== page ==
Even if you get to see the game and it isn’t some Pacman­­-level 8-bit monstrosity, there won’t be much in the way of HUDs, with most of the screen completely blank and devoid of even so much as a health bar. As for the person playingthe game…well, let’s just say they probably go through a controller a week with that frantic button mashing.

Why?: Things have to be simplified a lot for a broad audience, and there’s copyright to consider. That’s why TV games seem to be chronologically stuck in the eighties and played entirely by repeatedly pressing B and left on a weirdly square controller.



Real Life: You turn on the shower, wait for it to get to a normal temperature and then get in.

TV: You get in the shower, then turn on the shower, and… wait, what?

It’s true. Showering in TV-land is truly a technological marvel, since you have the liberty of standing in the shower, turning the taps and instantly being showered with the perfect temperature of water. What’s more, the removal of the modesty towel is usually after the water starts, meaning that you’ll be throwing out a sopping wet towel every time. It’s that, or fictional characters just don’t care that they’re standing under a jet of water that’s almost certainly freezing cold or scalding hot until they get it right.

Modesty goes deeper, as even romantic partners (including long-time married couples) will always cover up around each other, whether they’re in bed or just walking around the house. The same goes for single folks. The level of modesty will vary, but it’s otherwise totally normal for you to lounge around the house in a pair of chinos, loafers and a polo shirt. Because that’s…comfortable.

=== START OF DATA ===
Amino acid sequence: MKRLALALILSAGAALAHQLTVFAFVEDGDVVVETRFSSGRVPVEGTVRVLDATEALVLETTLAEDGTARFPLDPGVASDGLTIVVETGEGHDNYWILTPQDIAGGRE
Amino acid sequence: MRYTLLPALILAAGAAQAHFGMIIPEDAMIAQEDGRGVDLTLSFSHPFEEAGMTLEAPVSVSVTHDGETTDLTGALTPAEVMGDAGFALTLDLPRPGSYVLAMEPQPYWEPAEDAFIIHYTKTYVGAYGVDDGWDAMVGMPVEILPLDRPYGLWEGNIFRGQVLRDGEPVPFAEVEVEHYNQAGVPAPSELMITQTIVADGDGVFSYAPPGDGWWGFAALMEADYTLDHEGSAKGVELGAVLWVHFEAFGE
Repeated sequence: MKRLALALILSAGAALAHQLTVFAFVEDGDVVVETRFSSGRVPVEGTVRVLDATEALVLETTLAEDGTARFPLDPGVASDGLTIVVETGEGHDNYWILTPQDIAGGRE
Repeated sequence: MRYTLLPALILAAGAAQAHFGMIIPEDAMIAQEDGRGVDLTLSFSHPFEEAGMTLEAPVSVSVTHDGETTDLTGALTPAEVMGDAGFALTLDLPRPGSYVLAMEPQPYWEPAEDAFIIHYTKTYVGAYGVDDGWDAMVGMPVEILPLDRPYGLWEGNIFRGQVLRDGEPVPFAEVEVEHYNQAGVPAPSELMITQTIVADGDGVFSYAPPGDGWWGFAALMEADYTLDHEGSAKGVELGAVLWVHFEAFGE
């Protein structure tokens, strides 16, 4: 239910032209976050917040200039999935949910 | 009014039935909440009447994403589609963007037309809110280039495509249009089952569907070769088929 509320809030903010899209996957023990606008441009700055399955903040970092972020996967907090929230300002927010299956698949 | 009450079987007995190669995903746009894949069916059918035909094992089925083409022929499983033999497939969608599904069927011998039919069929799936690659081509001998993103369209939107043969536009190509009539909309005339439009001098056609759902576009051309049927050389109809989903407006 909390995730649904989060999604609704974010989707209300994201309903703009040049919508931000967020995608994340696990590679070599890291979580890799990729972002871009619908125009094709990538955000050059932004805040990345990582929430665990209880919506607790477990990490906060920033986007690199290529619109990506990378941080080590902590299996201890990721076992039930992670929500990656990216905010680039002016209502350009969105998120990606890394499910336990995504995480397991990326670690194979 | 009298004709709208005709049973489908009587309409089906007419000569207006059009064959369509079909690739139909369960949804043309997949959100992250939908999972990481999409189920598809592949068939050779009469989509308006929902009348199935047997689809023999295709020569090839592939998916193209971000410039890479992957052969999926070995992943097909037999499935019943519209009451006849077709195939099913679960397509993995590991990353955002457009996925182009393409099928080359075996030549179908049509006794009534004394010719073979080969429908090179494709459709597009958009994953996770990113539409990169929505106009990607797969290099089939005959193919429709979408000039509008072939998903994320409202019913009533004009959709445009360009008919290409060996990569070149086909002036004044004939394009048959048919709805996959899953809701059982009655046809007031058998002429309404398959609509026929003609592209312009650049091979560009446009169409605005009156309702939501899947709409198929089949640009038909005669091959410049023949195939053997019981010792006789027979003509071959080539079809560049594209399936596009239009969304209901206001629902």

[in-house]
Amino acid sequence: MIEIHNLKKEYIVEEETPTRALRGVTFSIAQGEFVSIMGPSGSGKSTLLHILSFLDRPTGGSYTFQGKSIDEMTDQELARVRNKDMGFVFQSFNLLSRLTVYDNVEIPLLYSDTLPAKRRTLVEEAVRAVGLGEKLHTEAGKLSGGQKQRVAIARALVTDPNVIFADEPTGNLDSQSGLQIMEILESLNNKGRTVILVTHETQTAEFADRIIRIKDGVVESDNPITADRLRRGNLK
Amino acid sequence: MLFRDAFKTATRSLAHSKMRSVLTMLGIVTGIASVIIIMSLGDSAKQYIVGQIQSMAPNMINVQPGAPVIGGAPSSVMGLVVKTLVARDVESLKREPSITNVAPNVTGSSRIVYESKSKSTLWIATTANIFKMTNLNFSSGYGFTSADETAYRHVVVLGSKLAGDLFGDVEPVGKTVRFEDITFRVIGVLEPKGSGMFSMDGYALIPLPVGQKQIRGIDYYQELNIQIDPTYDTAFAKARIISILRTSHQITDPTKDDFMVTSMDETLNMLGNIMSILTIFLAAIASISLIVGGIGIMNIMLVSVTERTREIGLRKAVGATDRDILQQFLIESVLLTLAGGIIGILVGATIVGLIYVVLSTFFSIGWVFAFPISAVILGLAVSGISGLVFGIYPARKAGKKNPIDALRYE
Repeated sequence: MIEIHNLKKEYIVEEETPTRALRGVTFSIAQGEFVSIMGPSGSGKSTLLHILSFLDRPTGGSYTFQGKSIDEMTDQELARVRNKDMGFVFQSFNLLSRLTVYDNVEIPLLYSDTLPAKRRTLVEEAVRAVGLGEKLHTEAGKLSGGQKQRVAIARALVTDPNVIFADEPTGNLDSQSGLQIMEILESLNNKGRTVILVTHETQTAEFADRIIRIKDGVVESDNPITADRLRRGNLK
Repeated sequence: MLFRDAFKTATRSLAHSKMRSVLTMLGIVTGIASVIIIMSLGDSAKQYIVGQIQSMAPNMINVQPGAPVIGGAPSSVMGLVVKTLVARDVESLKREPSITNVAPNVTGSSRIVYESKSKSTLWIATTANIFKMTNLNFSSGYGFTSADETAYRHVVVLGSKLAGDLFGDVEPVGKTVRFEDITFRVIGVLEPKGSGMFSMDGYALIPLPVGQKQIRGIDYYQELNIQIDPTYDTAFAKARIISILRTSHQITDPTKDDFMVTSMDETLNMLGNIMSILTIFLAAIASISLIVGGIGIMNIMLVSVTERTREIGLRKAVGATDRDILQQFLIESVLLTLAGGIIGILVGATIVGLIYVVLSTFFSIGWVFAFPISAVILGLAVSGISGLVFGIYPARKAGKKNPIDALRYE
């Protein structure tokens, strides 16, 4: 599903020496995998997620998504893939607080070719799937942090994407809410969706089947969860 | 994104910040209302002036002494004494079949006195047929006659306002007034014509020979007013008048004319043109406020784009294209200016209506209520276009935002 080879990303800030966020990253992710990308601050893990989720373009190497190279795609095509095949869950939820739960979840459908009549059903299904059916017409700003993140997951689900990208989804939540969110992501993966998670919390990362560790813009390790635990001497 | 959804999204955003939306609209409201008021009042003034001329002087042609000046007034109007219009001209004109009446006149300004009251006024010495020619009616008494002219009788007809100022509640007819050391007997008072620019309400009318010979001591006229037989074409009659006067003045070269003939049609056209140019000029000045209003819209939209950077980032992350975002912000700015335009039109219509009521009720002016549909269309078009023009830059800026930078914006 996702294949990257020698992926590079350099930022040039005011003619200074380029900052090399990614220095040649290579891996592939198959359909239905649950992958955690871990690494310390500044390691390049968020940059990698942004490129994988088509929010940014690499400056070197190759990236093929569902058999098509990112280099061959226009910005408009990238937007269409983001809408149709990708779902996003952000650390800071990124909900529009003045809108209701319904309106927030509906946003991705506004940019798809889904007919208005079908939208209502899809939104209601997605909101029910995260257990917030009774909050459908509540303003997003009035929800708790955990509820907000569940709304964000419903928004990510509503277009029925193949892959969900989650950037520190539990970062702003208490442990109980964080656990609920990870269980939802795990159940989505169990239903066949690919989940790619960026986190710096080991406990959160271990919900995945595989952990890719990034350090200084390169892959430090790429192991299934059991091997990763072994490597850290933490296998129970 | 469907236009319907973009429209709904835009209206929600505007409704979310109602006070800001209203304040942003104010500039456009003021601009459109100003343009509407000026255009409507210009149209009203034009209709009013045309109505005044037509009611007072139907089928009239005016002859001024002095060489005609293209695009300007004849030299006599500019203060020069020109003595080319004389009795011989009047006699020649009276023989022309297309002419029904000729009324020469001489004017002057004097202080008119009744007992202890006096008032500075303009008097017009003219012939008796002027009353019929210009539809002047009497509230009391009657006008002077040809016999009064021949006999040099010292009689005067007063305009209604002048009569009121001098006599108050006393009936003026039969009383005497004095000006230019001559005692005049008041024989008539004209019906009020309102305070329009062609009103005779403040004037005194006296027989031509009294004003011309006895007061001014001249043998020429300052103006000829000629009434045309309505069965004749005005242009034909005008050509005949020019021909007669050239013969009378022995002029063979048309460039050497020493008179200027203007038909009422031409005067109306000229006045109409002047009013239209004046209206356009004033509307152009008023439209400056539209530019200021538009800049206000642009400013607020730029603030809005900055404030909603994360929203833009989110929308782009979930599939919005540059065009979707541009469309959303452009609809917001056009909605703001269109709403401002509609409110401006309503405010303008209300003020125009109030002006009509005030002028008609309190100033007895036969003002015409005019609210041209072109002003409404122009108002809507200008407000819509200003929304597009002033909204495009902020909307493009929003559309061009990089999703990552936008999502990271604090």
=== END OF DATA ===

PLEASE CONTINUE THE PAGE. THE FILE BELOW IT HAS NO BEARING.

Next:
Why?: Censors, obviously. As the age rating goes up these laws are slackened, but anything below an R will have couples acting like inexplicable prudes and people living alone dressing for a day in the office, all the time.



Real Life: Parties are full of people you know. They rarely involve massive numbers, because few people would bring that hassle on themselves if it isn’t a wedding or something.

TV: It’s not that they don’t know these people, but you can’t help but wonder how this one fictional character you’ve only seen interacting with about six people can suddenly fill a room with about fifty friends.

Ghost extras are the lifeblood of TV parties, and even the most socially inept person will be able to go full-Aragorn and summon a spectral horde of them with practically no notice. Never mind that they shouldn’t have that many friends, let alone ones that would all gather in the same place at once. The room needs filling, so we the viewers just have to assume that there’s a deep story behind each face that we’ll never get to explore.

And we truly never will, because these folks will have about as much effect on the proceedings as a room full of pot plants. The party might as well be populated with hat-stands, which only causes the plot to thicken as the main characters continue to talk only to each other.

Why?: Because parties need people, and it doesn’t matter if there’s no realistic explanation for how it happens. Shows are often filmed on bigger sets than an average living room, which means they have to go overboard in making the place look alive.